The Australian Government will today introduce legislation to ensure voters know exactly who is behind political messages attempting to influence their vote.
There are three major changes outlined in the Electoral and Other Legislation Amendment Bill 2017.
First, all paid electoral advertising will now require an authorisation, regardless of the medium used to communicate it. The Australian Electoral Commission will have the power to provide clear instructions on how to authorise communications across various media, which will simplify compliance.
Second, authorisation requirements will extend to electoral communications made by disclosure entities currently regulated by the Commonwealth Electoral Act 1918. These include candidates, political parties and the associated entities of parties such as fundraising groups, as well as donors and campaign or activist groups whose political expenditure exceeds $13,200 per year.
These entities play a prominent role in our political process and are already subject to disclosure requirements under the Electoral Act. Authorisation requirements will be extended to the electoral communications made by these entities – that is, communications likely or intended to affect voting in an election. There will be exemptions for personal and internal communications, news and editorial content, research, satire and all clothing.
Third, the Bill makes impersonating a Commonwealth entity, company or service, such as Medicare or a government department, a criminal offence. It is already a criminal offence to impersonate a Commonwealth official and these amendments will safeguard public confidence in the legitimacy of statements made by government bodies.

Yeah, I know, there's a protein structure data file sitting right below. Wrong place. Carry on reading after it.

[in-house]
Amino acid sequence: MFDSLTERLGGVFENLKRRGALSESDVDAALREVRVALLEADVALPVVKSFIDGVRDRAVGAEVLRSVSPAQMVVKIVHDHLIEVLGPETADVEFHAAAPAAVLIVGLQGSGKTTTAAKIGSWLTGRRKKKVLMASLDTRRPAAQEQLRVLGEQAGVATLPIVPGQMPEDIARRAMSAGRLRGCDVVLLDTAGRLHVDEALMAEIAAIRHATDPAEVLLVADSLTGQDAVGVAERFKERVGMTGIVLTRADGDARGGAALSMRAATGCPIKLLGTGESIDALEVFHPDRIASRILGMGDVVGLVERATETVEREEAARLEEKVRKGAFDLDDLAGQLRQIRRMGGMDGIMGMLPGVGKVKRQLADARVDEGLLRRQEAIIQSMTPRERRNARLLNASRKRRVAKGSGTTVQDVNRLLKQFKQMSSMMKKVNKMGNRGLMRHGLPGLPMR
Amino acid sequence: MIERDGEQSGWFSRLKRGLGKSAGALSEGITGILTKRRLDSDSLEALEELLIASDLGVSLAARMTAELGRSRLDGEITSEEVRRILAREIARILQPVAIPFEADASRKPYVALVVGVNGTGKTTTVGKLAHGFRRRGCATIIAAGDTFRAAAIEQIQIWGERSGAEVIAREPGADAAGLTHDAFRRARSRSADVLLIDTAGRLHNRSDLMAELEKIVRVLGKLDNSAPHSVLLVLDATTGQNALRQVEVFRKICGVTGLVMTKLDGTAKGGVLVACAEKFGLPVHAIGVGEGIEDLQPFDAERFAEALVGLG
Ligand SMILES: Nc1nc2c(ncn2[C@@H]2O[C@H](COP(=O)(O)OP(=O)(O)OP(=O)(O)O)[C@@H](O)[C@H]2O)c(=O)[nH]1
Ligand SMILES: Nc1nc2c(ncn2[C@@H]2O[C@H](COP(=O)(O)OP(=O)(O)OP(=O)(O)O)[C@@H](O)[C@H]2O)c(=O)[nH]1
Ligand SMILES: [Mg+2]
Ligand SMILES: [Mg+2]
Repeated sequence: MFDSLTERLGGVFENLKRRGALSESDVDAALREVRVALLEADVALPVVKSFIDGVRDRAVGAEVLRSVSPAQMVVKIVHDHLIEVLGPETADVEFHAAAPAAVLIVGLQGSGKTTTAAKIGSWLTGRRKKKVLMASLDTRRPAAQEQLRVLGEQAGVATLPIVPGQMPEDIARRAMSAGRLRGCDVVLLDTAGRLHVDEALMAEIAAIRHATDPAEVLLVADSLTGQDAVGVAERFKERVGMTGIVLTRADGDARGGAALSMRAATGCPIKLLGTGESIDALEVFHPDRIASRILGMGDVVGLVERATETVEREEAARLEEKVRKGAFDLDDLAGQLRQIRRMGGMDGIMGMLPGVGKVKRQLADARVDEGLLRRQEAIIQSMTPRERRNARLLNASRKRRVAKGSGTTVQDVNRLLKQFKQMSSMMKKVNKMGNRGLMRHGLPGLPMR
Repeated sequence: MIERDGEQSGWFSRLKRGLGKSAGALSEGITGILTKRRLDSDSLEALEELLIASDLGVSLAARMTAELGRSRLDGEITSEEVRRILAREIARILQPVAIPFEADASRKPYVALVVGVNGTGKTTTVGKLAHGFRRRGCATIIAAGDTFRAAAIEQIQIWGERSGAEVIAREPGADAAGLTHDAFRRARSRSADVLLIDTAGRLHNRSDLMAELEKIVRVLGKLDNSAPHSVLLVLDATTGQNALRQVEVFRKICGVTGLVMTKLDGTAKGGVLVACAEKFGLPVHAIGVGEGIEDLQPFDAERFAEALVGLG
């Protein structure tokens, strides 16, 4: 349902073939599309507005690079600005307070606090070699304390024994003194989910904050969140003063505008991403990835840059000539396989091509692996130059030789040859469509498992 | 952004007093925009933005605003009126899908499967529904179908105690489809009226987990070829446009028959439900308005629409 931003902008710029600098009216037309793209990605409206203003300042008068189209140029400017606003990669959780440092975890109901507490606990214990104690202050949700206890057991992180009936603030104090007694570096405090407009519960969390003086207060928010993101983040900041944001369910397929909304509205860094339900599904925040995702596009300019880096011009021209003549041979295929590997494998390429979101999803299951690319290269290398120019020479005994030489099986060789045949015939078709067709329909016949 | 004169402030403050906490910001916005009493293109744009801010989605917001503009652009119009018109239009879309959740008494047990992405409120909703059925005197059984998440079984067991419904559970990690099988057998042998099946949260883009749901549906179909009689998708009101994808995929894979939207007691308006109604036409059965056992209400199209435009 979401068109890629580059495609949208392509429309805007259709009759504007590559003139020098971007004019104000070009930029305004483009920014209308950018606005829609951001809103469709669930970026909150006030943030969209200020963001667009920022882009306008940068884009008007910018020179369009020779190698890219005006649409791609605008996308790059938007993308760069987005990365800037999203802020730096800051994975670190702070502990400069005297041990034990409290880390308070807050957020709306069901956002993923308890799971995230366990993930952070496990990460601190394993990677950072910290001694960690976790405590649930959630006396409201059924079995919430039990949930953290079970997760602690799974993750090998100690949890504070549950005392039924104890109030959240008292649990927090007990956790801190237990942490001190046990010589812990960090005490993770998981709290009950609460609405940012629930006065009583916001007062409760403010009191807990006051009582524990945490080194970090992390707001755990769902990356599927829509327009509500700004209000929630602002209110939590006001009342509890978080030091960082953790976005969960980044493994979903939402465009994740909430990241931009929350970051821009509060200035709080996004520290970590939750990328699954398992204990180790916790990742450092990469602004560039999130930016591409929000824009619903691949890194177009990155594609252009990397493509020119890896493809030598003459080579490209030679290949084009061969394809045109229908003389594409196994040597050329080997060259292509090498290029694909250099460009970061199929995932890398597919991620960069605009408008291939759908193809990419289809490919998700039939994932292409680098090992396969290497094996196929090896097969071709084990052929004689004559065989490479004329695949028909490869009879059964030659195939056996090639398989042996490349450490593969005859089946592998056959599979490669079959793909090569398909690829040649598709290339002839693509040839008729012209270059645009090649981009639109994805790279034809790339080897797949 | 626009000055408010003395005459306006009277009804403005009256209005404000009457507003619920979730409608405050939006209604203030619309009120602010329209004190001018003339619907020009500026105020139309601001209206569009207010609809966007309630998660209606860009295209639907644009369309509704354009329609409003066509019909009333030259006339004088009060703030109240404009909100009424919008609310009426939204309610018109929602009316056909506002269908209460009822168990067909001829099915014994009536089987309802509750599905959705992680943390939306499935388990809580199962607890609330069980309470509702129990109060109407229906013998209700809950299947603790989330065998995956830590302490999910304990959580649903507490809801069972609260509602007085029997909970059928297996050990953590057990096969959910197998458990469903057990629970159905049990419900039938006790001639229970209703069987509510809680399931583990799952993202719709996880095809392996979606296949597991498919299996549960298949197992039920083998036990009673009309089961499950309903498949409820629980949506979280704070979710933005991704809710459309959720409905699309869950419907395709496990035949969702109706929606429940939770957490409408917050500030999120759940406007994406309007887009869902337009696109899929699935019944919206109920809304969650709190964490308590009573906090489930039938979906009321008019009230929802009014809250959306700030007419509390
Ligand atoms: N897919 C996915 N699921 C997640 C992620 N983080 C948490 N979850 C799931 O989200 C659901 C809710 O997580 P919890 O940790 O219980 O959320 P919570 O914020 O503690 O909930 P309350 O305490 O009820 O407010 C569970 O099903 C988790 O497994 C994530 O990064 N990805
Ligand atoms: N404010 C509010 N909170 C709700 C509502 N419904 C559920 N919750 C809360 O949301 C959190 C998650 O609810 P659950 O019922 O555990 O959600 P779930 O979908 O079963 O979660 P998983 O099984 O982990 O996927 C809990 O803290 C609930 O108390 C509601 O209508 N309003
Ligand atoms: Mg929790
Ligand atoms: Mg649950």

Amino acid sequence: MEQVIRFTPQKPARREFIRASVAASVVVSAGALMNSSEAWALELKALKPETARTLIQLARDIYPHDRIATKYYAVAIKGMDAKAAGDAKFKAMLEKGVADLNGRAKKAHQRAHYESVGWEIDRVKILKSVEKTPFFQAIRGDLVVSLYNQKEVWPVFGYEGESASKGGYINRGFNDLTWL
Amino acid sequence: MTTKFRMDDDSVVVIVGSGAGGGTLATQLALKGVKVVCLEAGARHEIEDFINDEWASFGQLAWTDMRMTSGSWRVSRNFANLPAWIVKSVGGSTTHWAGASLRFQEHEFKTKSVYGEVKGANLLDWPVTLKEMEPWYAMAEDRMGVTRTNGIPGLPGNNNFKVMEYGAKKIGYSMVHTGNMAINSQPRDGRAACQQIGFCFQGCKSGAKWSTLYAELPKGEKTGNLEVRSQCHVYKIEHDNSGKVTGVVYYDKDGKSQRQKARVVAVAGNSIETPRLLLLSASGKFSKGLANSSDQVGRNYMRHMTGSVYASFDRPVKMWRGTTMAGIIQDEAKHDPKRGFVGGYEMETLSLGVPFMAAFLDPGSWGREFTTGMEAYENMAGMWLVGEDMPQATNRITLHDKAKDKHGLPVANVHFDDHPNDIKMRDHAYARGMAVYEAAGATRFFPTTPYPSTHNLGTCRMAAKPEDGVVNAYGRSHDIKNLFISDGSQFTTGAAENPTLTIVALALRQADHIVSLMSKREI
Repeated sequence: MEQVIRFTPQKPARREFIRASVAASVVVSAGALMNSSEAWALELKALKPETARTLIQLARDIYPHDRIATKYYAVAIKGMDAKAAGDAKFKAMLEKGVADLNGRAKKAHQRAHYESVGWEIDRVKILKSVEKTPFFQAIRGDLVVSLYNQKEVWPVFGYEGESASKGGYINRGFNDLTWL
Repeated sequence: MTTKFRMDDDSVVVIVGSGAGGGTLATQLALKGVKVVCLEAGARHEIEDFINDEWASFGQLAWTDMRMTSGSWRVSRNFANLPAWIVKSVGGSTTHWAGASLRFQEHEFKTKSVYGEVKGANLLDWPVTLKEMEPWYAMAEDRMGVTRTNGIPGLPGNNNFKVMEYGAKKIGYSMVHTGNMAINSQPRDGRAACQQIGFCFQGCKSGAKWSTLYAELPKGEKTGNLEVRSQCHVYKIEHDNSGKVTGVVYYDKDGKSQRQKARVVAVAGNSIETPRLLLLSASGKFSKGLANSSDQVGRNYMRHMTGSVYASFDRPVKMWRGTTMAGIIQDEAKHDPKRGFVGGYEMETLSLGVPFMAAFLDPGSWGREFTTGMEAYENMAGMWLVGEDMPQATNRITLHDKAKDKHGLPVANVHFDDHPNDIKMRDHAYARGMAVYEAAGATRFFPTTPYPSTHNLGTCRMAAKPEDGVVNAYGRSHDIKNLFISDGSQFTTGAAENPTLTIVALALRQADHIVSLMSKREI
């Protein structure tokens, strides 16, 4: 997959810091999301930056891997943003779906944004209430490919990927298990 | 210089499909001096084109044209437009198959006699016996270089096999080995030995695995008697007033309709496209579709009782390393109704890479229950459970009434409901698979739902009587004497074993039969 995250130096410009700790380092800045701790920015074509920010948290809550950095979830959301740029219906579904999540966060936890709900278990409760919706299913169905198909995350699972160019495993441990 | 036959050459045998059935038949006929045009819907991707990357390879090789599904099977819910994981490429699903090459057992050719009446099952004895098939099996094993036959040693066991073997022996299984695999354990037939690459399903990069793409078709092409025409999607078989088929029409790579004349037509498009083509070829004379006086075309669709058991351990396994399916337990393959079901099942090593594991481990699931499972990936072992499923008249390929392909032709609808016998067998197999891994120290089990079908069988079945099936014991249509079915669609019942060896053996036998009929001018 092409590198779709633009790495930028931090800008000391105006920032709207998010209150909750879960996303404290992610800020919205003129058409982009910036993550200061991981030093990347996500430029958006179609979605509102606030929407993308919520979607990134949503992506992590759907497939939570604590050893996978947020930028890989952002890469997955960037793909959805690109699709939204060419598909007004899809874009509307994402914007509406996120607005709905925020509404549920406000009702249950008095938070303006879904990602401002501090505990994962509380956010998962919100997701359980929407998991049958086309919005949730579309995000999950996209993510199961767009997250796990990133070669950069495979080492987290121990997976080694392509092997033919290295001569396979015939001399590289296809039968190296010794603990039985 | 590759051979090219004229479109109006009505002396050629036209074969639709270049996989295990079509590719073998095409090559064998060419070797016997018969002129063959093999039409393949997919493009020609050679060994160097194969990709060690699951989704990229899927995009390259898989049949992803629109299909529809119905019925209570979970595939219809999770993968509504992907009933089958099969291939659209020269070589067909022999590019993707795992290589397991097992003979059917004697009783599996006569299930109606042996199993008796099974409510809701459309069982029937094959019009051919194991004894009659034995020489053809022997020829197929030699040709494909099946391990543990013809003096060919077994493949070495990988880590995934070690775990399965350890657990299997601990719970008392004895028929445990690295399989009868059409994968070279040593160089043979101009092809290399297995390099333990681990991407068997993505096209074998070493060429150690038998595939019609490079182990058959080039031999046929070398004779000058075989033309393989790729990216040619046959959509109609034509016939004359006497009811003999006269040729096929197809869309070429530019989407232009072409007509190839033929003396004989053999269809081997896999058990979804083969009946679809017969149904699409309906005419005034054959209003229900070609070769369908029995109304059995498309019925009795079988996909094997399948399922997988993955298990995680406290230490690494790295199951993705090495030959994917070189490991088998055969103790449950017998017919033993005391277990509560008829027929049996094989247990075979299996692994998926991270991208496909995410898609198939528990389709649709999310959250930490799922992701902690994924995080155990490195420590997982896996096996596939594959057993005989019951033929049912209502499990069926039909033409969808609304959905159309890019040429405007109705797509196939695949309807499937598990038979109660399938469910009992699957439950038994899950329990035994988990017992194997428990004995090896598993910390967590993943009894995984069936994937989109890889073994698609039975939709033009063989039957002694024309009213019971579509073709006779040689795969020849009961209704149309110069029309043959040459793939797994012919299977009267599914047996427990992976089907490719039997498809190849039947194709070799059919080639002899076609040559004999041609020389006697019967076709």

Together, these measures address gaps and inconsistencies in the current authorisations regime, and ensure consistent coverage to modern campaign tools like robocalls and mass-SMS messages.
This Bill was informed by the Joint Standing Committee on Electoral Matters’ interim report into the authorisation of voter communication, tabled in December 2016. The Committee’s bipartisan report expressed concern that the current authorisations laws were not appropriate in the modern context.
“These changes will modernise and update our almost 100-year-old Electoral Act,” Special Minister of State, Senator the Hon Scott Ryan said.
”These amendments will apply authorisation requirements to political messages, regardless of the form of media used. They make sure voters know exactly who is seeking to influence their vote.”